This is probably no worse than any other comparable campaigning organisation, but the problem is that it is far from clear exactly what CAMRA is campaigning for, and thus at a national level it ends up promoting policies that do not necessarily reflect the views and interests of the wider membership. The classic example of this was championing the Beer Orders in the late 1980s which ended up having a disastrous effect on the British brewing industry and pub trade. The letters column in the monthly newsletter What’s Brewing has been very much reduced in size and dumbed down in recent years and seems to be censored to avoid anything too critical of the official line being published – last year I sent them a perfectly reasonable letter about minimum pricing that, not surprisingly, never appeared.

During the lifetime of CAMRA, there has been an astonishing upsurge in small-scale craft brewing in the UK, something that its founders would probably have never envisaged. I’m not saying CAMRA is solely responsible for this, but it has certainly created a climate in which it can flourish. This has been accompanied by a growth in the number of specialist pubs showcasing the products of these breweries, and of course by CAMRA beer festivals. The upshot is that many beer enthusiasts in effect do most of their drinking in a bubble insulated from the wider world of youth bars and family dining, so it’s not entirely surprising that they take the view that general industry trends don’t affect them.

As I’ve said before, it doesn’t matter how you see things – what matters is what your opponents think. You may think the anti-smoking and anti-alcohol campaigns are entirely different issues, but if the Righteous regard them as two sides of the same coin there’s nothing you can do about it. And there’s no evidence that anti-alcohol campaigners draw any distinction between rowdy town-centre venues and traditional community pubs, nor between real ale and other forms of alcohol. To believe that they will, or can ever be persuaded to, is a delusion.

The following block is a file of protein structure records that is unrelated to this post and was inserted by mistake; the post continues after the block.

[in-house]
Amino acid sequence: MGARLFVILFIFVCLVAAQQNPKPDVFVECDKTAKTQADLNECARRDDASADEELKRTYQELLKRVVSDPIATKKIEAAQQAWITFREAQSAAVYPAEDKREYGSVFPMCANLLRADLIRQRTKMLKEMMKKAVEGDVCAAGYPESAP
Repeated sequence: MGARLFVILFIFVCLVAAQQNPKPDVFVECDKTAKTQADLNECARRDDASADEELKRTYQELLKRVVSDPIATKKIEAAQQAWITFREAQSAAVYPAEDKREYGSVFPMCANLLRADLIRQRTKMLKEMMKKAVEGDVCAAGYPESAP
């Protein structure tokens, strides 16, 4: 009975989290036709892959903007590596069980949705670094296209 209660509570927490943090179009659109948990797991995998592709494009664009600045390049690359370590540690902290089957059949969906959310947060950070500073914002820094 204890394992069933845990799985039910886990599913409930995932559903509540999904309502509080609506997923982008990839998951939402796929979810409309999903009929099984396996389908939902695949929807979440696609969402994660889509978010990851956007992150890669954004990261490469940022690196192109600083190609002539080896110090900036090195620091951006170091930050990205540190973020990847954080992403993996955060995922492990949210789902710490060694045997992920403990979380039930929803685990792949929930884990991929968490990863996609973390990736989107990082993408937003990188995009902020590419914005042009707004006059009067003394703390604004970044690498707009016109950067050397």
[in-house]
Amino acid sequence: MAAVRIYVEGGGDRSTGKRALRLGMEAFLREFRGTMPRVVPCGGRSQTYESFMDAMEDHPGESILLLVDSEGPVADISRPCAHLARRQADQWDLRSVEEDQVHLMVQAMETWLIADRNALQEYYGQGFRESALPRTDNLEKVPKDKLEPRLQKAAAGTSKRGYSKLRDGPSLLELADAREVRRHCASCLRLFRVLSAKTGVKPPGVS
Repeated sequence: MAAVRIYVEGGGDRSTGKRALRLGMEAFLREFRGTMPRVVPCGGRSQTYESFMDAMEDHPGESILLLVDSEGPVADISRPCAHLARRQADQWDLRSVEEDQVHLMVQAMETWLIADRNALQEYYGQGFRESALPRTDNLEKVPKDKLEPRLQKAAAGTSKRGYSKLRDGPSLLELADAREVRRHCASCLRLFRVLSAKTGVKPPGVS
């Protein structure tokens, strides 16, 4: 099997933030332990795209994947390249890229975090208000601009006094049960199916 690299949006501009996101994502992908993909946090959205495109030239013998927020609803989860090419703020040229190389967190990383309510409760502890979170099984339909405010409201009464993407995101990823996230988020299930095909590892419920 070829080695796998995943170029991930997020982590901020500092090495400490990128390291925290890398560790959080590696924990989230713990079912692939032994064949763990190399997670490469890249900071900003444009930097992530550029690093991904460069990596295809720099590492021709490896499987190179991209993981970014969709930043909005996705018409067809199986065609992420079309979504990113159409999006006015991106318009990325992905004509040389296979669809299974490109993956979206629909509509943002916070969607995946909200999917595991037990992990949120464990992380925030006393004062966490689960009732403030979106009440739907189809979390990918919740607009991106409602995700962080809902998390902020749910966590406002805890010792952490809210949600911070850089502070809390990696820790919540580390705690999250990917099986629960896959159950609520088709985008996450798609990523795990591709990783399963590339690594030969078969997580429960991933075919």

For a while, the leadership of CAMRA may continue to believe that what they hold dear and campaign for can somehow stand clear of the anti-drink tide. But one day, of course, the waters will suddenly and unexpectedly rise up and wash them away, and by then it will be too late.

If CAMRA is not prepared to confront the wider issues affecting drinkers and the drinks trade, then it needs to abandon the pretence that it does and draw in its horns to become basically just a non-political beer drinkers’ club. Which is the aspect of it that works anyway.

(There are actually a few pubs dotted around the country called the Ostrich – the one I remember is in Castle Acre, Norfolk. There’s also a well-known one at Colnbrook in Middlesex. Maybe CAMRA should make one of them its Pub of the Year)

You may also be interested in this assessment of CAMRA's successes and failures which I wrote five years ago: Only Here for the Beer

11 comments:

  1. Fascinating and informing. I cannot take the mick with a lager lout related comment. Run for the leadership!

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  2. Excellent post Curmudgeon, and I also enjoyed reading your "Only Here for the Beer" article as well.
    I too received the same e-mail from CAMRA, and like yourself declined to donate to something that stands little chance of success anyway. Besides, CAMRA receive enough money off of me in terms of membership subscriptions, GBG sales etc.
    I have been a member of the campaign since the mid-70's, and for most of that time have been a reasonably active member of my local branch. I enjoy the social side of things, and even get roped in to do the odd pub survey, but most of CAMRA's campaigns leave me cold. (I shudder to recall the money wasted on things like NaturALE and Ninkasi Goddess of Ale, to name but two disasters).